“Out of the infinite choices one has in life, its the ones that you make that make you so different from others.” -David Yi.
I believe that I can be different from others by the choices I make, which will ultimately alter the way others perceive me. I actually sound quite vague within this statement, but it is a shortened sentence to portray the beliefs that I recently acquired. The world that I’ve encountered in the past 17 years of my existence is probably not the full book of life, but enough to realize some principles that I should exercise.
Two years ago as a freshman in high school, I entered S International School not realizing how different the school truly was. The dominant social hierarchy existed in our school as it did in the military: fearful, emphasized, tyrannical, and derived from Confucianism. Being ignorant of this, I breezed by the year until a senior calls me out. This was where it began.
The senior would bring me with a group of his friends and criticize me for how I behave and for my lack of manners. Bewildered because I felt that I had done nothing, I tried to talk back, but realized that it was futile. I would be stuck with this kind of system that puts me at the bottom of the social food chain until I become a junior.
After two grueling years of this social hierarchy, I, a junior now, am the one who claims unquestionable power over underclassmen. Because this unique culture was drilled into my head since the debut of my high school career, I felt that it had been my turn to claim the respect and power that previous juniors had had. However, after subconsciously bullying an underclassman, I was suspended from school. Within those few days of suspension, I realized that this tyrannical system was irrational and obsolete; I did not need to belong to such a system. The system was comprised of widespread fear and primitivity of upperclassmen; the one’s with the most power were oldest, being able to do anything they pleased.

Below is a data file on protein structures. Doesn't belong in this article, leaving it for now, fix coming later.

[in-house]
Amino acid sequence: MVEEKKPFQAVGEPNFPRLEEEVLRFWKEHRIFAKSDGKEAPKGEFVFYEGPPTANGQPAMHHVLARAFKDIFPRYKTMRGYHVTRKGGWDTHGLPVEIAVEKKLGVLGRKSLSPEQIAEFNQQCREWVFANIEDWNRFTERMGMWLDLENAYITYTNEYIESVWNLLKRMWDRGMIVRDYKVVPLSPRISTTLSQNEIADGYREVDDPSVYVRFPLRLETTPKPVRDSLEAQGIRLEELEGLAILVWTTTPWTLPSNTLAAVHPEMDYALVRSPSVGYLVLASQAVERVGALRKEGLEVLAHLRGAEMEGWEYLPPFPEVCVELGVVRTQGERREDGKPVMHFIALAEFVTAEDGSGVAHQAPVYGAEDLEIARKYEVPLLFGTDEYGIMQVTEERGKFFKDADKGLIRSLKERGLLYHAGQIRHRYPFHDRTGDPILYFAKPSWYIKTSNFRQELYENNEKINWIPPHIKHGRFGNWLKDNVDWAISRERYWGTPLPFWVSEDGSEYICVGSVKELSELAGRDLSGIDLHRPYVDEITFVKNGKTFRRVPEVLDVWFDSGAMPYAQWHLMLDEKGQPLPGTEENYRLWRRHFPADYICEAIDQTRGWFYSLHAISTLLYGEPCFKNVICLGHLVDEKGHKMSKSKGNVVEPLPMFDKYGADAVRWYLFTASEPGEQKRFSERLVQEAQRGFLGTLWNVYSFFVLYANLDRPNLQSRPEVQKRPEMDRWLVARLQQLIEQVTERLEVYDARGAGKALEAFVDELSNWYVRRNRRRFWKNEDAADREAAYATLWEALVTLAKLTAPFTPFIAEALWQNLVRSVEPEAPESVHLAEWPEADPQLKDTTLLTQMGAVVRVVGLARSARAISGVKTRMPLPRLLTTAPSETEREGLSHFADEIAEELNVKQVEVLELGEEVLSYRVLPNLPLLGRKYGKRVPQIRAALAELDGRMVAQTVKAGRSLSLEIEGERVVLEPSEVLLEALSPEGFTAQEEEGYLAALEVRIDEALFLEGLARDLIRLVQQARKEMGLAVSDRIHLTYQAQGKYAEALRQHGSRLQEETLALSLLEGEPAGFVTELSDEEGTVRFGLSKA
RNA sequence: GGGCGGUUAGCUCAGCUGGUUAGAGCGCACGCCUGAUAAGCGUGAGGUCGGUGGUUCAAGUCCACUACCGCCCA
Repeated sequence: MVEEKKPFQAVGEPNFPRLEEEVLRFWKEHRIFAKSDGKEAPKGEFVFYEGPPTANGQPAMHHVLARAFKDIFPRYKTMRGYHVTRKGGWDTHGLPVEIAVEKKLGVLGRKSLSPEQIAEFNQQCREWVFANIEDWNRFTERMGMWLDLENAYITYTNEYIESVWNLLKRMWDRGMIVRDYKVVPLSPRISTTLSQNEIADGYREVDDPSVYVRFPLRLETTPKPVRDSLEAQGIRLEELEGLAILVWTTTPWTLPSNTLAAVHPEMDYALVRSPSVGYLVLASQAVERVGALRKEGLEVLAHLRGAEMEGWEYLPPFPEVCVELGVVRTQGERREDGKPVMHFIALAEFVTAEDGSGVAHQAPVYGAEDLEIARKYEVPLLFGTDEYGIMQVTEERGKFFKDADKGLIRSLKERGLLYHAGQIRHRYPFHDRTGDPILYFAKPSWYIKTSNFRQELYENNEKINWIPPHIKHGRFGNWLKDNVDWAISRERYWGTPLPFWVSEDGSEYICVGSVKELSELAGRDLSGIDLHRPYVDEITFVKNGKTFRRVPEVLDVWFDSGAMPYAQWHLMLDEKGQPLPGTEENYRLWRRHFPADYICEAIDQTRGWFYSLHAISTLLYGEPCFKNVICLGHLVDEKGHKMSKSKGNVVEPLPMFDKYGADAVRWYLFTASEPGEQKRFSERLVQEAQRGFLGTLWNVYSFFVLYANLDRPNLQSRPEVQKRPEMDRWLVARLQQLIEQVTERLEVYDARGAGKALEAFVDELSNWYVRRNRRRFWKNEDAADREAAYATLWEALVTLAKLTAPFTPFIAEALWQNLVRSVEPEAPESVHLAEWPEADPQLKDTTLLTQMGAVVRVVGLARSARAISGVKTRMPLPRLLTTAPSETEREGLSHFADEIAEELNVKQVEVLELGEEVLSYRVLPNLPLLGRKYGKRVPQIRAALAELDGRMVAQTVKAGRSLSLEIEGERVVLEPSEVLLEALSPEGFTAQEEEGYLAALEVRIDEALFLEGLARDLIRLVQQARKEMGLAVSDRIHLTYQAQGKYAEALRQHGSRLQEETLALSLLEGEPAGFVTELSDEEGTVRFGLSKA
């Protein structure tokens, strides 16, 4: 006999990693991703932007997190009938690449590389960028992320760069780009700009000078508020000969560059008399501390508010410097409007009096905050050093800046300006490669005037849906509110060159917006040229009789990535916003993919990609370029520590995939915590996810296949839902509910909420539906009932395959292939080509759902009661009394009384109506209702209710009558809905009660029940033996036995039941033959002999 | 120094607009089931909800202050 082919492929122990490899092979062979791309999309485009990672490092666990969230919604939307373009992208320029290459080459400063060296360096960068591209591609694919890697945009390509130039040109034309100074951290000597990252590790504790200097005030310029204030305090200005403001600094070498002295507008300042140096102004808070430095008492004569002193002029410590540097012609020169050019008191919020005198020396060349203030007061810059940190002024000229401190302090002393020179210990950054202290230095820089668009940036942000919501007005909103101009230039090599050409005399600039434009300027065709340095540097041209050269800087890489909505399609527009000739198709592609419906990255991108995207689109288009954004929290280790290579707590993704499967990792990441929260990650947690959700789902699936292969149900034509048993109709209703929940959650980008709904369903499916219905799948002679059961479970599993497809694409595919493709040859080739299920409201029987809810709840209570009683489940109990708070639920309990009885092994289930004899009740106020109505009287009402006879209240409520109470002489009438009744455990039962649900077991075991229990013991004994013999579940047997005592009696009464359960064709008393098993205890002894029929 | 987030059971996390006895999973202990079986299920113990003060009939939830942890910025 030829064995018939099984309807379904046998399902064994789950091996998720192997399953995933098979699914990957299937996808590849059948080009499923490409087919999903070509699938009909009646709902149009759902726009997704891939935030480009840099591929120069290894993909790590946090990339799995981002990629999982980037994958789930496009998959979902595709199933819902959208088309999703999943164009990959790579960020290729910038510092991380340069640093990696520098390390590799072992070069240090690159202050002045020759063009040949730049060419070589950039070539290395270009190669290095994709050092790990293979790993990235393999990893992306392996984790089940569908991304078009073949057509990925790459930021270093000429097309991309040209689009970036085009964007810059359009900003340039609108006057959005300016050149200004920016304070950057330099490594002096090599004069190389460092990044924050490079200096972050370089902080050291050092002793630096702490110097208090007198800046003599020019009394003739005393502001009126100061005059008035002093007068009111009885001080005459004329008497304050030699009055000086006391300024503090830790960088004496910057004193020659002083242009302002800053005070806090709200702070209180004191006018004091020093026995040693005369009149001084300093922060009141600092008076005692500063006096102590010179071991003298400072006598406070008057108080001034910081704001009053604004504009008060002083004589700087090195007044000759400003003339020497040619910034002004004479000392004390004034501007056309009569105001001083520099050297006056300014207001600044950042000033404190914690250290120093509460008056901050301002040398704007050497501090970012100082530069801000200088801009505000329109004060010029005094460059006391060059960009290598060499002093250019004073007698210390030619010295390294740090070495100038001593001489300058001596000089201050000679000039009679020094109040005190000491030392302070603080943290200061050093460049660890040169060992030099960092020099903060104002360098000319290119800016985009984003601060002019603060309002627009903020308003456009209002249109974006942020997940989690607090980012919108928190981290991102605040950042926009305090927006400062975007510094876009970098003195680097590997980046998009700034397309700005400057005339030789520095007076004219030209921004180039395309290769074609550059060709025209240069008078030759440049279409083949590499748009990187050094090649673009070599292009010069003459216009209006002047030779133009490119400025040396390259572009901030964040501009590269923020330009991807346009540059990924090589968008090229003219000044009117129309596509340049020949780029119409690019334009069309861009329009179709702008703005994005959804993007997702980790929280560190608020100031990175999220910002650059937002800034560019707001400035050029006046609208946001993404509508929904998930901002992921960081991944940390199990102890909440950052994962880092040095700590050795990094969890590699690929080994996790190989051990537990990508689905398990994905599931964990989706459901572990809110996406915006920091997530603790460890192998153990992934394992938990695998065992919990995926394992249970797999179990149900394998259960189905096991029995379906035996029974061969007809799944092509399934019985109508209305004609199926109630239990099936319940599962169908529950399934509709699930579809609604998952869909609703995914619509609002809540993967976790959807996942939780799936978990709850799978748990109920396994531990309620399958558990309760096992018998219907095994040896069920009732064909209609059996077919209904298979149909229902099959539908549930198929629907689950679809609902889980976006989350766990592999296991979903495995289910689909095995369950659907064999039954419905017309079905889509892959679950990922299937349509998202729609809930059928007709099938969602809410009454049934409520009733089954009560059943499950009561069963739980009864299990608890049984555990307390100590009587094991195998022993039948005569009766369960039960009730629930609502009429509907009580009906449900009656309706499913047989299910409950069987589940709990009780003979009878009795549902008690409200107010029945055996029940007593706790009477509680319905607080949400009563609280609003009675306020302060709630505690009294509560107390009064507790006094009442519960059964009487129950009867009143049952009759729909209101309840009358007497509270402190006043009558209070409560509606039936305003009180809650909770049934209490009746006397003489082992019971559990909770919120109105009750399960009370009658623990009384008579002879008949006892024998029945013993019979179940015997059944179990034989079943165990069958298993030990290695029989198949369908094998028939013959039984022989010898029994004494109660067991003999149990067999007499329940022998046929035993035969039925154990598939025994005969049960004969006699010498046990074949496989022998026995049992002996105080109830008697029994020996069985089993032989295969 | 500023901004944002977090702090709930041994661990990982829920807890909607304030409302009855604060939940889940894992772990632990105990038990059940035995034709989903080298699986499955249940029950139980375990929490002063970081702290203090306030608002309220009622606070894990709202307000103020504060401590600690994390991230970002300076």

Just because other upperclassmen take advantage of this social hierarchy within my school community, doesn’t mean I have to also add to that enormous presence of fear in the underclassmen. I resolved recently to not engage in anything without thinking thoroughly about it.
As for now, I’m one of the very few upperclassmen who do not exercise this power. But I do not need such power. I can be different; being different from my peers can make me a more open person to come and confront. Speaking presently, I feel this trait is far more favorable than being the stereotypical monarch of high school.
Even now, as I have close freshmen who are gradually getting less afraid of me, that even if I’m the only one who chose to do this, I have no regrets at all.
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